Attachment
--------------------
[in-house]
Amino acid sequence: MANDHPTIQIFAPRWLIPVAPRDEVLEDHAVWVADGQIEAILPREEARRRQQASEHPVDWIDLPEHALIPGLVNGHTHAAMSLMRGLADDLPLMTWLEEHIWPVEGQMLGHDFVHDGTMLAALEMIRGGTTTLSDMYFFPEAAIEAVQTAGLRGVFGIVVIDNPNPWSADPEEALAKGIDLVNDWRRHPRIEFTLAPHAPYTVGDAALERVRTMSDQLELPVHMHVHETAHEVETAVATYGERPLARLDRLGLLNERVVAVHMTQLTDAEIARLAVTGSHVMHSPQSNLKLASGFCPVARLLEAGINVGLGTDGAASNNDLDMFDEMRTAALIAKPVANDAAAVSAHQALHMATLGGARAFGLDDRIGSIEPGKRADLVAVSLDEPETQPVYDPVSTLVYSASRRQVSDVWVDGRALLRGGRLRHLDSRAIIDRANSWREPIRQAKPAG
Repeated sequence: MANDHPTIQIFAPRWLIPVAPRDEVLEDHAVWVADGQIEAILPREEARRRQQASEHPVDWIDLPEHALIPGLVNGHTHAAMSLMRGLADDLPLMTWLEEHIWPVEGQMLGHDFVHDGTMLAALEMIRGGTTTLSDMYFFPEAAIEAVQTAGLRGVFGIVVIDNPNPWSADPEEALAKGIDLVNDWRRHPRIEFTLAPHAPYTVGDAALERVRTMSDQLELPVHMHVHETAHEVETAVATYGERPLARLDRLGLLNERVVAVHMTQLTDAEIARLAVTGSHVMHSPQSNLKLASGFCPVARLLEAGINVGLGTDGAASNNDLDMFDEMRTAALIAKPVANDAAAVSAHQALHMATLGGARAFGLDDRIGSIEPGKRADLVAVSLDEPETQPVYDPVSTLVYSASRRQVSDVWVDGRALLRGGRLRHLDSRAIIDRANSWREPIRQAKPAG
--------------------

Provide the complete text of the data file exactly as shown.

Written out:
[in-house]
Amino acid sequence: MANDHPTIQIFAPRWLIPVAPRDEVLEDHAVWVADGQIEAILPREEARRRQQASEHPVDWIDLPEHALIPGLVNGHTHAAMSLMRGLADDLPLMTWLEEHIWPVEGQMLGHDFVHDGTMLAALEMIRGGTTTLSDMYFFPEAAIEAVQTAGLRGVFGIVVIDNPNPWSADPEEALAKGIDLVNDWRRHPRIEFTLAPHAPYTVGDAALERVRTMSDQLELPVHMHVHETAHEVETAVATYGERPLARLDRLGLLNERVVAVHMTQLTDAEIARLAVTGSHVMHSPQSNLKLASGFCPVARLLEAGINVGLGTDGAASNNDLDMFDEMRTAALIAKPVANDAAAVSAHQALHMATLGGARAFGLDDRIGSIEPGKRADLVAVSLDEPETQPVYDPVSTLVYSASRRQVSDVWVDGRALLRGGRLRHLDSRAIIDRANSWREPIRQAKPAG
Repeated sequence: MANDHPTIQIFAPRWLIPVAPRDEVLEDHAVWVADGQIEAILPREEARRRQQASEHPVDWIDLPEHALIPGLVNGHTHAAMSLMRGLADDLPLMTWLEEHIWPVEGQMLGHDFVHDGTMLAALEMIRGGTTTLSDMYFFPEAAIEAVQTAGLRGVFGIVVIDNPNPWSADPEEALAKGIDLVNDWRRHPRIEFTLAPHAPYTVGDAALERVRTMSDQLELPVHMHVHETAHEVETAVATYGERPLARLDRLGLLNERVVAVHMTQLTDAEIARLAVTGSHVMHSPQSNLKLASGFCPVARLLEAGINVGLGTDGAASNNDLDMFDEMRTAALIAKPVANDAAAVSAHQALHMATLGGARAFGLDDRIGSIEPGKRADLVAVSLDEPETQPVYDPVSTLVYSASRRQVSDVWVDGRALLRGGRLRHLDSRAIIDRANSWREPIRQAKPAG